Similarly, nobody should ever find themselves in a position where they have to defend enjoying the period when the Eagles lived and died with Reid and McNabb. During their 11 seasons together, the Birds missed the playoffs a total of three times, with only a single first-round exit to speak of. They appeared in five conference championship games and came within a few points of winning a Super Bowl.

This wasn’t some kind of Dark Age for Eagles football simply because it didn’t produce a championship. They were in the mix to win it all every September. Only three or four teams in the NFL could claim to have been consistently as good as or better over the span when Reid and McNabb were at the wheel here. And while it’s easy to say you would trade it all for that one parade—and maybe a lot of people would—how could anybody claim they were not entertained year in, year out? Just think of all the legendary moments that were authored by these two.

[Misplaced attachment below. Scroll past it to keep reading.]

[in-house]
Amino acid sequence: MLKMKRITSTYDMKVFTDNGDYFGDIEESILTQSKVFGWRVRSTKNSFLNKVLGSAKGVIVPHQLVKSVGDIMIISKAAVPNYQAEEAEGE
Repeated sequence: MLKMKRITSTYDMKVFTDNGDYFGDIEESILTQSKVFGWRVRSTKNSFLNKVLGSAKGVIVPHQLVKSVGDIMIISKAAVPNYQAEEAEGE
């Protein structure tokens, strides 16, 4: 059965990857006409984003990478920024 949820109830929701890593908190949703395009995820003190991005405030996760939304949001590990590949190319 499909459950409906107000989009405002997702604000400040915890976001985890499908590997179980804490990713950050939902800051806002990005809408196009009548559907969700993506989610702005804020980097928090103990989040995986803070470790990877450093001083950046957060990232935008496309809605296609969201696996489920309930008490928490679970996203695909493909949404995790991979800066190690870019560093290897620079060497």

There was the franchise’s meteoric rise from the ashes to become the preeminent NFC East powerhouse. There were four consecutive conference title games and that one glorious season with Terrell Owens. There was the moment Reid and McNabb finally hoisted the George Halas Trophy, and the two weeks of euphoria leading up to the big game. There were the improbable playoff runs of 2006 and ’08 long after most people had already given up on them.

We got McNabb’s 14-second scramble, 4th and 26, the game he literally played on a broken ankle, the excitement the first time he connected with T.O. on a deep ball, his famous juke of that poor player for Washington that we’ve all seen one million times. So many Sundays, so many indelible memories etched into time.